"Business Class -- up to 75 percent off!"
Certainly, that offer is tempting to anyone looking to escape from the cramped seating and non-service you get on most long-haul overseas flights. But are those claims just a come-on or are they for real?
A reader who recently came across a claim like that asked:
"I saw a website offering big discounts on business class, but it looks like some kind of coupon travel broker that buys unused frequent flyer miles then somehow sells business class award tickets to customers. I never heard of this agency, and it sounds fishy to me. Is it OK or not?"
The short answer to this reader is, "It's fishy."
The site in question displays the tell-tale sign for a coupon broker: a "we buy miles" notice. But not all agencies that claim big business class discounts are fishy. Instead, probably most of them are outlets for consolidator tickets. If you're interested in cheap business and first class travel -- or even in economy -- you need to know the difference.
What, exactly, is a "coupon broker?" Basically, it's an agency that buys and sells frequent flyer travel awards. And, because of market prices and mileage award schedules, almost all of the coupon action is in first or business class on intercontinental trips.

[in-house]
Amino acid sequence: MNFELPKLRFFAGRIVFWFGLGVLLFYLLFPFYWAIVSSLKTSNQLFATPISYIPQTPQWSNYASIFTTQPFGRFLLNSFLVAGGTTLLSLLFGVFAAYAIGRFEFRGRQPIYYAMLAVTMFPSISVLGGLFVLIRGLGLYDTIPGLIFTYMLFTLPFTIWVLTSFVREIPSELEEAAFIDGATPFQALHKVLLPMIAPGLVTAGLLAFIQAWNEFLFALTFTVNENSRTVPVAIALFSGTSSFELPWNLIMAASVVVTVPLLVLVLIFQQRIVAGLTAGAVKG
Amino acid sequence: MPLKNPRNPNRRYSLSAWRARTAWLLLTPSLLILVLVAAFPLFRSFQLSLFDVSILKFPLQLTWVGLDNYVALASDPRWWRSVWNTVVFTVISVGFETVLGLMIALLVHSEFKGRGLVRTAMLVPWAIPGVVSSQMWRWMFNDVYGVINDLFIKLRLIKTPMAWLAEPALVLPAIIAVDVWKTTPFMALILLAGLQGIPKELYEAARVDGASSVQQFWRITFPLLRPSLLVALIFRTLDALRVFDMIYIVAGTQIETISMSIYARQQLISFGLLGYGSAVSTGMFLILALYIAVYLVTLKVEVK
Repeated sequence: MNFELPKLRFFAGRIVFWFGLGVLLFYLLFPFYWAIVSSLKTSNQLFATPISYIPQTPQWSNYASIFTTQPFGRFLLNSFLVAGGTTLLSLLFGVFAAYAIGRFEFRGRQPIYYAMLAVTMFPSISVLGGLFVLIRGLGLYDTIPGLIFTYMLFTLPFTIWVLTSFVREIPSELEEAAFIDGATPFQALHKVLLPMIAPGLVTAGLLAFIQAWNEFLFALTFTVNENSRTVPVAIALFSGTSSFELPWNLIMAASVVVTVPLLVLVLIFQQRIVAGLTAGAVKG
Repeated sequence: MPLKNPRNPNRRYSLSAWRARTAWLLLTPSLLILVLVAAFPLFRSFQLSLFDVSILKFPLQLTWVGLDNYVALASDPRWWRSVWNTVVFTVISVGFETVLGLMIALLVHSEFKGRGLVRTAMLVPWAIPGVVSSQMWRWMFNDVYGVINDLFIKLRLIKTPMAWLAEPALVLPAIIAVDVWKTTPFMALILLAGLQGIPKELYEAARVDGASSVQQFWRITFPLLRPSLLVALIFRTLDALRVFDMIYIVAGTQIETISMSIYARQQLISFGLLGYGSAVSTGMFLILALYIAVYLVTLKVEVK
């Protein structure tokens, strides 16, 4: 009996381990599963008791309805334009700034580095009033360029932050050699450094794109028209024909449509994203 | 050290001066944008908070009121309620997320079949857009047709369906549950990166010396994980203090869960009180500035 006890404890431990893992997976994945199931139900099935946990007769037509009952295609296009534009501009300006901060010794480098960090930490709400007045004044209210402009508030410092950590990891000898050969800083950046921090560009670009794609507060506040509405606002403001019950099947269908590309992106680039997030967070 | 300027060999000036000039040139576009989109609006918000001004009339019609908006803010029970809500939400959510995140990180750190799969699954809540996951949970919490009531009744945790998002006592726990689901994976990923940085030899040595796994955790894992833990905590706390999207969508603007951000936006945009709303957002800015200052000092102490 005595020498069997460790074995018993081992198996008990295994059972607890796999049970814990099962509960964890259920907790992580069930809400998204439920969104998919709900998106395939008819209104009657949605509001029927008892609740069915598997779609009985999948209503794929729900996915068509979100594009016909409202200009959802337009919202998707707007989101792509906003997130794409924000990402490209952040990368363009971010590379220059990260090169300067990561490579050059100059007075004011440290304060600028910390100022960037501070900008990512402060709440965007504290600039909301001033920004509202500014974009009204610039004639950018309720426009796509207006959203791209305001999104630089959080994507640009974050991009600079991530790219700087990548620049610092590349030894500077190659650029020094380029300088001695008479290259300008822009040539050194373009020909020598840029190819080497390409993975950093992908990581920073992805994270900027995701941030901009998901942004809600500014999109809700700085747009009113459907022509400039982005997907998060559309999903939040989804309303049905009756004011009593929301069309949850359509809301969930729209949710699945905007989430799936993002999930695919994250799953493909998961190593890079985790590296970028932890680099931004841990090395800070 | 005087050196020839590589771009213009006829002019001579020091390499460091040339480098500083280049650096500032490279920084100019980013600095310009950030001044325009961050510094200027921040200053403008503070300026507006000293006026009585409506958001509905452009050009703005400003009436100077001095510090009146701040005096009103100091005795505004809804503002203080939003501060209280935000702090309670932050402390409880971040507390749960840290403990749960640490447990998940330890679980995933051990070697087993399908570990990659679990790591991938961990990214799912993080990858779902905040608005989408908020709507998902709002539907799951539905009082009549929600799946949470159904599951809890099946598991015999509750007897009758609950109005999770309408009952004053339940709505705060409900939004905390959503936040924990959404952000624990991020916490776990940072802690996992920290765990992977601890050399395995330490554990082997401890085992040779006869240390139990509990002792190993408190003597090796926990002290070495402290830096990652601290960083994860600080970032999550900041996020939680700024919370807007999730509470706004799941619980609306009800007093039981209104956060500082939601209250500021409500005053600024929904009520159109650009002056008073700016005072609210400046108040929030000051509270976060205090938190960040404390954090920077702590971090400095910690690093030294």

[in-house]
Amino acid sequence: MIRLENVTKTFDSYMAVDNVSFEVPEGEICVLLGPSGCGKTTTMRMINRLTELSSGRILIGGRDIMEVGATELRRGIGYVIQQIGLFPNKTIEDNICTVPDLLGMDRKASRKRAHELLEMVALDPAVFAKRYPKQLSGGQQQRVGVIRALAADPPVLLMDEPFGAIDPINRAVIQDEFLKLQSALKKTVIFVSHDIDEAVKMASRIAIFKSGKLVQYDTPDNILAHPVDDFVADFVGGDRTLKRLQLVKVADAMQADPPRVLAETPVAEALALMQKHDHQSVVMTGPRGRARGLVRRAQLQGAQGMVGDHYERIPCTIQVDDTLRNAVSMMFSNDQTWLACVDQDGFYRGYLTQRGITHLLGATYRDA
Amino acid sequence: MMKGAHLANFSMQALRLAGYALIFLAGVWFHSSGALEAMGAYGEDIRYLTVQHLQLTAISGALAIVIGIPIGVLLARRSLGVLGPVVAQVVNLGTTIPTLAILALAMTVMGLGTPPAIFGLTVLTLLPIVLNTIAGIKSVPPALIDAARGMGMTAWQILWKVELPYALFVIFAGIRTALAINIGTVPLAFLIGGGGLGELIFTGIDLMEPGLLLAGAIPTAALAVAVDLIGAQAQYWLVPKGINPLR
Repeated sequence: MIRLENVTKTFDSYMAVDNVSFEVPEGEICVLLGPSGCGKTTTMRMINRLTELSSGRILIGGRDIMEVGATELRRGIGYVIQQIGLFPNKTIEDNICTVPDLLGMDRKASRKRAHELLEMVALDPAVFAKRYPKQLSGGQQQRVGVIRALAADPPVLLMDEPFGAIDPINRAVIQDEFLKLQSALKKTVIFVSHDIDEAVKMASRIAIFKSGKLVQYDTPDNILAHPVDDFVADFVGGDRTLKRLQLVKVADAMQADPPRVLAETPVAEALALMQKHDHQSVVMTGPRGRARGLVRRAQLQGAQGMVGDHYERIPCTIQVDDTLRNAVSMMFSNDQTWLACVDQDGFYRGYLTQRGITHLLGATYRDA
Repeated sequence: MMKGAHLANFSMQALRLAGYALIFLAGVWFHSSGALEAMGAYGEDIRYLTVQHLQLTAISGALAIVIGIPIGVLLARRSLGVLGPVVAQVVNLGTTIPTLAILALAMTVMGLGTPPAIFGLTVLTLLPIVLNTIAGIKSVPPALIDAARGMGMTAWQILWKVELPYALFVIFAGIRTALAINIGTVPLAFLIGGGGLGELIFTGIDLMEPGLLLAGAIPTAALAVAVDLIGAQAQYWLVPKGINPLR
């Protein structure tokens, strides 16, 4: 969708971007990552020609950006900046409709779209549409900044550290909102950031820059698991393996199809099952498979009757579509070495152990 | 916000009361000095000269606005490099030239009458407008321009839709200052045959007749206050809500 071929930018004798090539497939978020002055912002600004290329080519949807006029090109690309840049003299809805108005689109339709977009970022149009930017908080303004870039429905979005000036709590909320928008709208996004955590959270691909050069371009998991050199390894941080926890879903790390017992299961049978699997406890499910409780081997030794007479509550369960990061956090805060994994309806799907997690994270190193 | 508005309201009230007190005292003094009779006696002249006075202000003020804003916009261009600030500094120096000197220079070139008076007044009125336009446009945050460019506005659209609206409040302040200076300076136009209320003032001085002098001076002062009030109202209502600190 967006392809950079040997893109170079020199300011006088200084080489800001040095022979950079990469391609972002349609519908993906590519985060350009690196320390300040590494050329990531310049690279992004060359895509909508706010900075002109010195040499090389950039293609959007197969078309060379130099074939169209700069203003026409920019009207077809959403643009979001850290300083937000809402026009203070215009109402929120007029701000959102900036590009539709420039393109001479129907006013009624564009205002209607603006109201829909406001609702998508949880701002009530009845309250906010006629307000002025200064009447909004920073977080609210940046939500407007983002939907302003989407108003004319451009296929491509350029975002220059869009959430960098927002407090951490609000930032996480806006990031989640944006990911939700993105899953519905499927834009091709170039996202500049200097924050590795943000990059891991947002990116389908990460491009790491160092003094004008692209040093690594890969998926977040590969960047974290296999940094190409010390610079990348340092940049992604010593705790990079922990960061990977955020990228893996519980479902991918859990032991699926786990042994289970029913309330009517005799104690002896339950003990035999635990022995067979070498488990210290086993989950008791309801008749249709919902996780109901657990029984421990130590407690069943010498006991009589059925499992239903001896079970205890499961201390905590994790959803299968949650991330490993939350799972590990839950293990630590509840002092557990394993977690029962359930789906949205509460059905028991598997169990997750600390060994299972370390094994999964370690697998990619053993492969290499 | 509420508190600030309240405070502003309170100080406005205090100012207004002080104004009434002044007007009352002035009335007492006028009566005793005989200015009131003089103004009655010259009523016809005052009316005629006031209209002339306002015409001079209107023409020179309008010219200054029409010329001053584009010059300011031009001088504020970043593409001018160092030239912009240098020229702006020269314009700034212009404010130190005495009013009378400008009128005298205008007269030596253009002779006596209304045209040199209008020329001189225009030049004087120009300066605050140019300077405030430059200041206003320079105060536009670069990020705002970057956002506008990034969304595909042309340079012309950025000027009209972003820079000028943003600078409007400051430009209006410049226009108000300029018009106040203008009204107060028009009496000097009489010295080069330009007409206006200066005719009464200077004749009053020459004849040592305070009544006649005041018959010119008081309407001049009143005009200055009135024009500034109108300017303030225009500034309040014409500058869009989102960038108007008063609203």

Contrary to some reports I've seen, coupon brokers do not buy and sell frequent flyer credit as miles. Nobody can do that without paying transfer fees that often cost more than the credit is worth. Instead, a coupon broker buys and sells frequent flyer awards in a three-step process:
Just about every legitimate travel writer I know warns that traveling on brokered awards is "risky." All major airlines expressly prohibit "sale, barter, or trade" of their frequent flyer awards.
Over the years, airlines have been able to shut down a lot of coupon brokers, apparently using fraud laws. Others have hindered the process by limiting award transfer to family members and possibly requiring that both the mileage holder and the person flying show up at an airport ticket counter together. Despite concerted airline opposition, a few hardy brokers seem to remain in business.
Usually Not a Good Idea
Overall, I recommend against buying a brokered award, for three compelling reasons: